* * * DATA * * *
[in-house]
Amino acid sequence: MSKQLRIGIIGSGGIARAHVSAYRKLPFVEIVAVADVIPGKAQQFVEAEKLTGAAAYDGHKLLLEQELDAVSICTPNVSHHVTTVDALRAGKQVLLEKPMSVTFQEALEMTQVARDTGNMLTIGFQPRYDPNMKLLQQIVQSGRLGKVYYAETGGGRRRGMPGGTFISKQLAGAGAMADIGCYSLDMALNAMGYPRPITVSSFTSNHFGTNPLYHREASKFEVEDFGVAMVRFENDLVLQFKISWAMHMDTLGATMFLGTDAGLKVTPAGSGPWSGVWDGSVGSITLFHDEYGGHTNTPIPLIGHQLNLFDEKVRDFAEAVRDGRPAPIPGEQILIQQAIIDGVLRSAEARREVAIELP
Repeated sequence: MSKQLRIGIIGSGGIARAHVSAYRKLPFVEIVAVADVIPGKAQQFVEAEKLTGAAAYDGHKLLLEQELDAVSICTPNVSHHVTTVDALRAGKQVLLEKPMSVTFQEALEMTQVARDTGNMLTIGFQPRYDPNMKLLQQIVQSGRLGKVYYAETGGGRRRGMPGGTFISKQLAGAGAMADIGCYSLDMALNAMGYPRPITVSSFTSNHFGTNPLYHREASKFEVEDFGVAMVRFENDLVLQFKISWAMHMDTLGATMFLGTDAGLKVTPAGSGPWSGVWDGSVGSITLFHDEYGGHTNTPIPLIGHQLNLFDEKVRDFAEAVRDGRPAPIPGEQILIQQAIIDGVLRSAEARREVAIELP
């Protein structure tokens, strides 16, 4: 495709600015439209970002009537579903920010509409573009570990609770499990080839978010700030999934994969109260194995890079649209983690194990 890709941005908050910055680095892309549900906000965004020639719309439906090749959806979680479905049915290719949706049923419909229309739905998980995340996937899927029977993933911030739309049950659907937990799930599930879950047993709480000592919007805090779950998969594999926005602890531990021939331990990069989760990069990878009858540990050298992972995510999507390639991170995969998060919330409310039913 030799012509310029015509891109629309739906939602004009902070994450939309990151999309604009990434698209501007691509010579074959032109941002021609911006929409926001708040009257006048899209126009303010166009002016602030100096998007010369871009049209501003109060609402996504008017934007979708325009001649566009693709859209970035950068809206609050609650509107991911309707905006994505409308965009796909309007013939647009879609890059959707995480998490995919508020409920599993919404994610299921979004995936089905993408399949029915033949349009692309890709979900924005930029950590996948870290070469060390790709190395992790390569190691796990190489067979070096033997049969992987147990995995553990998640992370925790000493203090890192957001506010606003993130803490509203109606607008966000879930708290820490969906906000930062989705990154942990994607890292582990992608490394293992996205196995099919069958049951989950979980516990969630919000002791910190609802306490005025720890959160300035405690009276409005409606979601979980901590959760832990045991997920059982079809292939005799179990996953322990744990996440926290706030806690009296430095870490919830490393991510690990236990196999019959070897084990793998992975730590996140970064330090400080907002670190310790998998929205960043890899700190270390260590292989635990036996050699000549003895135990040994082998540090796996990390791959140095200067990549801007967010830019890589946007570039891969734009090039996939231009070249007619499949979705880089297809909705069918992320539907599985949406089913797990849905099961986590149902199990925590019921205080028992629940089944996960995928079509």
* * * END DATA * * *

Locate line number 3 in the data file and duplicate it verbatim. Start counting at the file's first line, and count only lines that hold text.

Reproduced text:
Repeated sequence: MSKQLRIGIIGSGGIARAHVSAYRKLPFVEIVAVADVIPGKAQQFVEAEKLTGAAAYDGHKLLLEQELDAVSICTPNVSHHVTTVDALRAGKQVLLEKPMSVTFQEALEMTQVARDTGNMLTIGFQPRYDPNMKLLQQIVQSGRLGKVYYAETGGGRRRGMPGGTFISKQLAGAGAMADIGCYSLDMALNAMGYPRPITVSSFTSNHFGTNPLYHREASKFEVEDFGVAMVRFENDLVLQFKISWAMHMDTLGATMFLGTDAGLKVTPAGSGPWSGVWDGSVGSITLFHDEYGGHTNTPIPLIGHQLNLFDEKVRDFAEAVRDGRPAPIPGEQILIQQAIIDGVLRSAEARREVAIELP